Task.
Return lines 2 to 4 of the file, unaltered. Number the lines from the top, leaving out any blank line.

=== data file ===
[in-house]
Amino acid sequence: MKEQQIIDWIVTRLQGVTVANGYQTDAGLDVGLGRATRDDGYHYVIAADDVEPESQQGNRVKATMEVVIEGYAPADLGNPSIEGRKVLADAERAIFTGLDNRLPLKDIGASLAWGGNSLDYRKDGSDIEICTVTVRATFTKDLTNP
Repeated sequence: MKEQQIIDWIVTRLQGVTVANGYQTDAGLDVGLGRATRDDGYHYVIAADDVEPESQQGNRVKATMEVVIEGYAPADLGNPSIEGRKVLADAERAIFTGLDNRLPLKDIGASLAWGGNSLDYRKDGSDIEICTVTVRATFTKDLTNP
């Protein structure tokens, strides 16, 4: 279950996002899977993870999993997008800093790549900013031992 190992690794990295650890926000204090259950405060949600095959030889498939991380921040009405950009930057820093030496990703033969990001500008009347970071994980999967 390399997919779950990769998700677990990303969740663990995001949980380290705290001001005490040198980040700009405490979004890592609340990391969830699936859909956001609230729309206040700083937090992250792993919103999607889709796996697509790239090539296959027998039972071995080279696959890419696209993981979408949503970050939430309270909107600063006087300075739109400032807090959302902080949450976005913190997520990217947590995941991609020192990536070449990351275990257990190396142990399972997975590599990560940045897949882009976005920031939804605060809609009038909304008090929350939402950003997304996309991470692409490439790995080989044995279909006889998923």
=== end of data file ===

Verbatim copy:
Amino acid sequence: MKEQQIIDWIVTRLQGVTVANGYQTDAGLDVGLGRATRDDGYHYVIAADDVEPESQQGNRVKATMEVVIEGYAPADLGNPSIEGRKVLADAERAIFTGLDNRLPLKDIGASLAWGGNSLDYRKDGSDIEICTVTVRATFTKDLTNP
Repeated sequence: MKEQQIIDWIVTRLQGVTVANGYQTDAGLDVGLGRATRDDGYHYVIAADDVEPESQQGNRVKATMEVVIEGYAPADLGNPSIEGRKVLADAERAIFTGLDNRLPLKDIGASLAWGGNSLDYRKDGSDIEICTVTVRATFTKDLTNP
């Protein structure tokens, strides 16, 4: 279950996002899977993870999993997008800093790549900013031992 190992690794990295650890926000204090259950405060949600095959030889498939991380921040009405950009930057820093030496990703033969990001500008009347970071994980999967 390399997919779950990769998700677990990303969740663990995001949980380290705290001001005490040198980040700009405490979004890592609340990391969830699936859909956001609230729309206040700083937090992250792993919103999607889709796996697509790239090539296959027998039972071995080279696959890419696209993981979408949503970050939430309270909107600063006087300075739109400032807090959302902080949450976005913190997520990217947590995941991609020192990536070449990351275990257990190396142990399972997975590599990560940045897949882009976005920031939804605060809609009038909304008090929350939402950003997304996309991470692409490439790995080989044995279909006889998923």